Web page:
Over supper a few nights ago I had a conversation with Damien (not his real name) which roamed around the relationship between science and philosophy. Damien is a young man highly educated in the sciences and with, I suspect, an IQ which would give me an inferiority complex.
He told me that he avoided philosophy because it yielded no certain answers and, by its nature, could never do so. Science, on the other hand, did give clear answers based on empirical evidence, even if we needed sometimes to modify them in the light of new discoveries.
Of course I understood, but I wondered if the two could complement each other. And I explored the track of artificial intelligence. I had recently listened to a scientific conversation on the nature of the brain. It was assumed that the brain was ultimately mechanical. With its 100 million neurons and its 100 billion connections we might never reproduce it in practice. But what if we could? Were we to create a robot with an exactly reproduced human brain, and a body to match, would we have created a real human being? Of course we never reached an answer. So pause, and think what other elements the robot might need to have.
Our first test might be to kick the robot’s shins. Would we expect it to react? Yes, almost certainly – because it would be programmed, like us, to protect itself.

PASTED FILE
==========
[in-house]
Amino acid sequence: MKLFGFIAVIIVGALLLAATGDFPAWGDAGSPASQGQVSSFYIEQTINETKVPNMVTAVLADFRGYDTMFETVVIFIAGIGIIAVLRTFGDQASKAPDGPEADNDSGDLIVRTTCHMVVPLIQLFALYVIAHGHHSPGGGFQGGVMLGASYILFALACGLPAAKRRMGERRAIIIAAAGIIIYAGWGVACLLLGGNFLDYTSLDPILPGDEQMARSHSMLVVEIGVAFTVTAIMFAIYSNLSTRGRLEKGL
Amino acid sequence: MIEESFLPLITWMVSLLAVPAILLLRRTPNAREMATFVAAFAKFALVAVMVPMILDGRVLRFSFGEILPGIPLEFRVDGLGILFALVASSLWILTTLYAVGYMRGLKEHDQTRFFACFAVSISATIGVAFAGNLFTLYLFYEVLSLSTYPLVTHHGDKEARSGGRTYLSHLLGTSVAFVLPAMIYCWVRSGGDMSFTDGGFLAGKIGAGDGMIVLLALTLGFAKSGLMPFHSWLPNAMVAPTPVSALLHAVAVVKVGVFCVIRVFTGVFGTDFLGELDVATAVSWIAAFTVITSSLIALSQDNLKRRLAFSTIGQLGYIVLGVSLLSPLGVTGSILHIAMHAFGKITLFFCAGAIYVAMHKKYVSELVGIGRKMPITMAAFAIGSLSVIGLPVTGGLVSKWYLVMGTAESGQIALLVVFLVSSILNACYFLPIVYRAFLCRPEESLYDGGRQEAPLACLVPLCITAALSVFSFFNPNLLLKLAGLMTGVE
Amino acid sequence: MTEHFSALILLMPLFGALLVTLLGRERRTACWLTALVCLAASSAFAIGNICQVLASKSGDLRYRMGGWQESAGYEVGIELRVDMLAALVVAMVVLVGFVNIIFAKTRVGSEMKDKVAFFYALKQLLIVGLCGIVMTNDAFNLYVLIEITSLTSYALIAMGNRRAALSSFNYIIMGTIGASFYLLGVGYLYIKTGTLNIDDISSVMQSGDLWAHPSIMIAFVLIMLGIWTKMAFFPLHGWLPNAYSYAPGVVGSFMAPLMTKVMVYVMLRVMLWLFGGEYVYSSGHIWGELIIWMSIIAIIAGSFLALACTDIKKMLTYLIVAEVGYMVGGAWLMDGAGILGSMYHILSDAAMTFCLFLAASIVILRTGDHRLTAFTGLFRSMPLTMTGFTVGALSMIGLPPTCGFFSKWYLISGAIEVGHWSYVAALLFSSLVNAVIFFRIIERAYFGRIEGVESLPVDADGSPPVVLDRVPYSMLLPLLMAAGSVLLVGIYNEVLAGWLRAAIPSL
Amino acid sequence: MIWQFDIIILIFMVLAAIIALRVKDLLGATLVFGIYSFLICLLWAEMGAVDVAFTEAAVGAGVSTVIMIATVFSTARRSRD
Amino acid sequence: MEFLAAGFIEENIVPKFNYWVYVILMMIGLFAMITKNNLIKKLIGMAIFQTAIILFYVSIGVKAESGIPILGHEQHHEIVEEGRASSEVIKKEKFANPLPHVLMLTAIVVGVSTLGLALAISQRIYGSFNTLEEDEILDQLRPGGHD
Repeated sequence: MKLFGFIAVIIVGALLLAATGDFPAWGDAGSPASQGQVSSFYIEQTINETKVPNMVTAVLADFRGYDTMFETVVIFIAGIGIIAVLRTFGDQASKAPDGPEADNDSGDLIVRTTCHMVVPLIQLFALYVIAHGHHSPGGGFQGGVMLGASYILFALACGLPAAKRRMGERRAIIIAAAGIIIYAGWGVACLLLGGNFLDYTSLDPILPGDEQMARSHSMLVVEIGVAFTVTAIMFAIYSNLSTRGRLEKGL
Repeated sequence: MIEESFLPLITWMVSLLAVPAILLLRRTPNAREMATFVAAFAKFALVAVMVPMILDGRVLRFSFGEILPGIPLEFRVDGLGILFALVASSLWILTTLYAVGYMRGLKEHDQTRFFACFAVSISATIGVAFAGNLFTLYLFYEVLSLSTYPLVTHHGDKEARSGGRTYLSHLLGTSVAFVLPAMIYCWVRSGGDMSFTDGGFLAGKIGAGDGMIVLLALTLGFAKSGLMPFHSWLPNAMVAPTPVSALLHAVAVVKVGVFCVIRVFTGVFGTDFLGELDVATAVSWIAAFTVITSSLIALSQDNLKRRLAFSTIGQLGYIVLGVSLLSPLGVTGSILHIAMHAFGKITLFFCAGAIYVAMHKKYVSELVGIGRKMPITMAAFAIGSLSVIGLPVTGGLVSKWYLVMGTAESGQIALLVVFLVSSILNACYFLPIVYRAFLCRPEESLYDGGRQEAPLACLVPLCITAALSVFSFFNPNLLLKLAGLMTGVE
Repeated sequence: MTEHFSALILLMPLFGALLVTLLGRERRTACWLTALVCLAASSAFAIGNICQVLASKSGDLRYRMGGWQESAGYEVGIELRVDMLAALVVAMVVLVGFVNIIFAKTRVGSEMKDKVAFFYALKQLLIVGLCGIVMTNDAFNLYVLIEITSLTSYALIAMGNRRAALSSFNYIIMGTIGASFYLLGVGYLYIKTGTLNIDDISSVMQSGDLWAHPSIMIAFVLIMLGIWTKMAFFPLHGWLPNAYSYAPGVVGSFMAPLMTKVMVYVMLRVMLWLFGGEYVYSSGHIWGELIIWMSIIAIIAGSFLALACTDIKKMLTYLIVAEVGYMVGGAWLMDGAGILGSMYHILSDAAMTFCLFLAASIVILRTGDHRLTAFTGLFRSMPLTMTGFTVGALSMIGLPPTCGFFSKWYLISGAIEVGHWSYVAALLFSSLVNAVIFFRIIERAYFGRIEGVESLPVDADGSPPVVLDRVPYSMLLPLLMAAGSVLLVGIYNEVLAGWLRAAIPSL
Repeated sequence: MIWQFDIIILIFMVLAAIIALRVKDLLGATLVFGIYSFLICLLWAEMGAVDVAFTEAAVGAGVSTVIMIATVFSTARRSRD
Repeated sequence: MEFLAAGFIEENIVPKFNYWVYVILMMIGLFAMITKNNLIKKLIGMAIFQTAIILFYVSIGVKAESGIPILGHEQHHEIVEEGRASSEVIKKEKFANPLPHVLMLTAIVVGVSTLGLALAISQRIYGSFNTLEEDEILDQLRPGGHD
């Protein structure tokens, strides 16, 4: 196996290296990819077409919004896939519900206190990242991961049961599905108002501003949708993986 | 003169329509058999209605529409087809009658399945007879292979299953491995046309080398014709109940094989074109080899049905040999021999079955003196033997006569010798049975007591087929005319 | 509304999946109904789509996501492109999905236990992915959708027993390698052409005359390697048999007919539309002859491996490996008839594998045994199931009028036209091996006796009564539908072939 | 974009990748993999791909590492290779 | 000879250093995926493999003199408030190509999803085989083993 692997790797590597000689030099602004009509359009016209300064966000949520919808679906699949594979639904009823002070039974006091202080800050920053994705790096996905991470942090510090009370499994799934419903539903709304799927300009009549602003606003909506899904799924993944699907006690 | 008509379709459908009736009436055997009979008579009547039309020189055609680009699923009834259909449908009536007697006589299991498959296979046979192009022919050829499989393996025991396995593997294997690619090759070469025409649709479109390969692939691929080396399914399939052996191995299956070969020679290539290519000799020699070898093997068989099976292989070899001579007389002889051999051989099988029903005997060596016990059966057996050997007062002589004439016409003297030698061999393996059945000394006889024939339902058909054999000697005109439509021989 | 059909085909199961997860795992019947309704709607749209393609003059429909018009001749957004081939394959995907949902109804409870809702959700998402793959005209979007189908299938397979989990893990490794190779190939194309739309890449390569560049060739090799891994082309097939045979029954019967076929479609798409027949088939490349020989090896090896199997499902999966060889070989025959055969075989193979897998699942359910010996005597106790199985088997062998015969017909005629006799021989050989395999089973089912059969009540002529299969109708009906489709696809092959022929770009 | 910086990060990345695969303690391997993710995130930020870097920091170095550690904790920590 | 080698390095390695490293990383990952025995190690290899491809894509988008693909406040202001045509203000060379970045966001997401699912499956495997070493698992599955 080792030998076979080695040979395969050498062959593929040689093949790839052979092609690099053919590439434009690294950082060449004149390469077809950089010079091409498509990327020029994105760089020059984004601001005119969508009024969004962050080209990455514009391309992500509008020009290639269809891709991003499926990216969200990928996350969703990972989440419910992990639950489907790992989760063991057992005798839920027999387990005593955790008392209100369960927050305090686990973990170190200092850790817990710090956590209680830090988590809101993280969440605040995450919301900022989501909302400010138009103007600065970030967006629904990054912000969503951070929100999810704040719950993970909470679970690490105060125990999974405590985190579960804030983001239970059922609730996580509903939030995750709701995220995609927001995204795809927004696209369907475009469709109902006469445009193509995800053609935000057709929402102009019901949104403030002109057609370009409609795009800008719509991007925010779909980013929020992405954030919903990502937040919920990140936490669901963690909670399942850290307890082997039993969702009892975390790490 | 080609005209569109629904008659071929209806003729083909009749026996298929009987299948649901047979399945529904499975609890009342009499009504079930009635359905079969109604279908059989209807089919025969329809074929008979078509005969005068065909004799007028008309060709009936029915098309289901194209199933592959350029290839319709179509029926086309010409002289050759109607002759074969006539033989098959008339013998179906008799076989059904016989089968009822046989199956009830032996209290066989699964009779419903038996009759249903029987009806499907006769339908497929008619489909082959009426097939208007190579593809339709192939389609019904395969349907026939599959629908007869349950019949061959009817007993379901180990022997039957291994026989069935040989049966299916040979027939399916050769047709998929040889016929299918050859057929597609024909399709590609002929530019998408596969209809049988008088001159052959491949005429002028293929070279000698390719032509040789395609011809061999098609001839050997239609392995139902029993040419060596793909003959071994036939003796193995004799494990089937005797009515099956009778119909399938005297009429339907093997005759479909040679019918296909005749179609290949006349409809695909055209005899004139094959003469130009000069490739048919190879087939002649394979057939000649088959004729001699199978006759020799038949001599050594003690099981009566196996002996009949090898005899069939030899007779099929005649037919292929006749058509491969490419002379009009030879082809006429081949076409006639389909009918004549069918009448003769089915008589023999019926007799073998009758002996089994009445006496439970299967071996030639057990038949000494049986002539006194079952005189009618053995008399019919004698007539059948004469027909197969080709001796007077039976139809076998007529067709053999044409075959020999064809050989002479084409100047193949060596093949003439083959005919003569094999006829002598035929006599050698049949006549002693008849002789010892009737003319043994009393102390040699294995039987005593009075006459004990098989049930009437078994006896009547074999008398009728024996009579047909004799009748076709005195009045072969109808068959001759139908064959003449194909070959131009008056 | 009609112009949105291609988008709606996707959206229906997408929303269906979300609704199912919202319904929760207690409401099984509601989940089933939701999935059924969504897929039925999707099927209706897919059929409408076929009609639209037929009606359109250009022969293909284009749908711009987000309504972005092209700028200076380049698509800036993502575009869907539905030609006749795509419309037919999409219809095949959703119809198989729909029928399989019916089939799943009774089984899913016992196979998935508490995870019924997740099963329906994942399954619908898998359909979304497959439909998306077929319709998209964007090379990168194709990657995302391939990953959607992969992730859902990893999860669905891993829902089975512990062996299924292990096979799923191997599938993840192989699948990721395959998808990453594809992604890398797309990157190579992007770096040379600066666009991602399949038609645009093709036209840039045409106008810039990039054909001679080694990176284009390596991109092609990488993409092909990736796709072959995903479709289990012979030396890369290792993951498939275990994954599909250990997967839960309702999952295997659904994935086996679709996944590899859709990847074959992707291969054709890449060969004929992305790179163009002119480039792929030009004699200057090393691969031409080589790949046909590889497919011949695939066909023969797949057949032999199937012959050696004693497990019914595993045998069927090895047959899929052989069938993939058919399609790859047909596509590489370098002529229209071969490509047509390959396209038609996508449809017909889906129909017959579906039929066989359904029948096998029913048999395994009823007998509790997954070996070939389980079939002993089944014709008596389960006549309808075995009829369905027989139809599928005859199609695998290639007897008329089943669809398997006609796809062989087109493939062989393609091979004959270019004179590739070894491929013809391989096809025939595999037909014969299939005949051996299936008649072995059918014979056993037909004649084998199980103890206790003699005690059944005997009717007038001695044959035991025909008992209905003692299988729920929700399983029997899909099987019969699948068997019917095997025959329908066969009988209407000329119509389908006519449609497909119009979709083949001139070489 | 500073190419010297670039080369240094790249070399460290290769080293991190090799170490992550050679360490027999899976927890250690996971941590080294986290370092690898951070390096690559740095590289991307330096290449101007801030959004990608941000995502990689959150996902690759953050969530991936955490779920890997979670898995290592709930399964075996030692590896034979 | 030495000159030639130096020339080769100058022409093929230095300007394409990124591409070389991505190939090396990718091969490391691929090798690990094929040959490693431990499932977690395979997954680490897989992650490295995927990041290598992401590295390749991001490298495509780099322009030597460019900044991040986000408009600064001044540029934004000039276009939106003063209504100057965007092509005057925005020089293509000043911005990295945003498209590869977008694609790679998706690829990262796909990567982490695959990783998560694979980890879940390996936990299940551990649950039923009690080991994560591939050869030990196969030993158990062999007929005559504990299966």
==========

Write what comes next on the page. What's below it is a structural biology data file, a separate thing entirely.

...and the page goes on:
So various internal actions would be triggered. Some would start the process of healing; others would jerk the robot into crisis action to decide, almost instantaneously, whether to escape or whether to bash you on the nose. But would it be conscious in the sense that we use that word? Science has failed to answer that question. But I am clear that kicking a robot’s shins is not in itself a moral matter; kicking your shins would be.
The next test would be whether our robot had free will. Some scientists would reject this test on the grounds that free will does not exist even in humans. Unfortunately this proposition is self-defeating. If conclusions are no more than the outcome of personal history, which we can neither fully know nor control, it can claim no truth value for we would already be biological robots.
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